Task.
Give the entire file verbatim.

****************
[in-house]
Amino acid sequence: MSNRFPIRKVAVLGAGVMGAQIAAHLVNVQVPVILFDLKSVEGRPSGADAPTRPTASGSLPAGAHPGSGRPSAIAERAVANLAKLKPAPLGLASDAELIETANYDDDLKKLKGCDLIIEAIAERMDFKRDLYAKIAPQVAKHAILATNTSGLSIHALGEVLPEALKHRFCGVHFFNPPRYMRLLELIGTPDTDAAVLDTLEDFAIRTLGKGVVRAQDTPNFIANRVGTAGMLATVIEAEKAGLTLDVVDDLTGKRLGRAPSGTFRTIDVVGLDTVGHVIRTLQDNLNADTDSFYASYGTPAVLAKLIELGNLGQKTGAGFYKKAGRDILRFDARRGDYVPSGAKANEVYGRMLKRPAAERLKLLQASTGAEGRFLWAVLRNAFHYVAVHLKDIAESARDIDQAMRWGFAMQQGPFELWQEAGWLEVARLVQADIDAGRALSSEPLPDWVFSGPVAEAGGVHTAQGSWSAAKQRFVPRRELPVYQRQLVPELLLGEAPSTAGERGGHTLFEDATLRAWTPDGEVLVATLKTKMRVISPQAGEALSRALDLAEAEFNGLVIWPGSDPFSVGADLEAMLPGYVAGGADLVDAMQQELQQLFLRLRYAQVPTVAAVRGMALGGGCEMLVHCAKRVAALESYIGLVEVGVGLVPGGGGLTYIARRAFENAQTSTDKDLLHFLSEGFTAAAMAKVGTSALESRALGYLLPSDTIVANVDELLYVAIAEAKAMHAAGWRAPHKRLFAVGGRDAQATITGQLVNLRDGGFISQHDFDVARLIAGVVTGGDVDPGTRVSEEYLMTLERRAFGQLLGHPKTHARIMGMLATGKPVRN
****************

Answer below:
[in-house]
Amino acid sequence: MSNRFPIRKVAVLGAGVMGAQIAAHLVNVQVPVILFDLKSVEGRPSGADAPTRPTASGSLPAGAHPGSGRPSAIAERAVANLAKLKPAPLGLASDAELIETANYDDDLKKLKGCDLIIEAIAERMDFKRDLYAKIAPQVAKHAILATNTSGLSIHALGEVLPEALKHRFCGVHFFNPPRYMRLLELIGTPDTDAAVLDTLEDFAIRTLGKGVVRAQDTPNFIANRVGTAGMLATVIEAEKAGLTLDVVDDLTGKRLGRAPSGTFRTIDVVGLDTVGHVIRTLQDNLNADTDSFYASYGTPAVLAKLIELGNLGQKTGAGFYKKAGRDILRFDARRGDYVPSGAKANEVYGRMLKRPAAERLKLLQASTGAEGRFLWAVLRNAFHYVAVHLKDIAESARDIDQAMRWGFAMQQGPFELWQEAGWLEVARLVQADIDAGRALSSEPLPDWVFSGPVAEAGGVHTAQGSWSAAKQRFVPRRELPVYQRQLVPELLLGEAPSTAGERGGHTLFEDATLRAWTPDGEVLVATLKTKMRVISPQAGEALSRALDLAEAEFNGLVIWPGSDPFSVGADLEAMLPGYVAGGADLVDAMQQELQQLFLRLRYAQVPTVAAVRGMALGGGCEMLVHCAKRVAALESYIGLVEVGVGLVPGGGGLTYIARRAFENAQTSTDKDLLHFLSEGFTAAAMAKVGTSALESRALGYLLPSDTIVANVDELLYVAIAEAKAMHAAGWRAPHKRLFAVGGRDAQATITGQLVNLRDGGFISQHDFDVARLIAGVVTGGDVDPGTRVSEEYLMTLERRAFGQLLGHPKTHARIMGMLATGKPVRN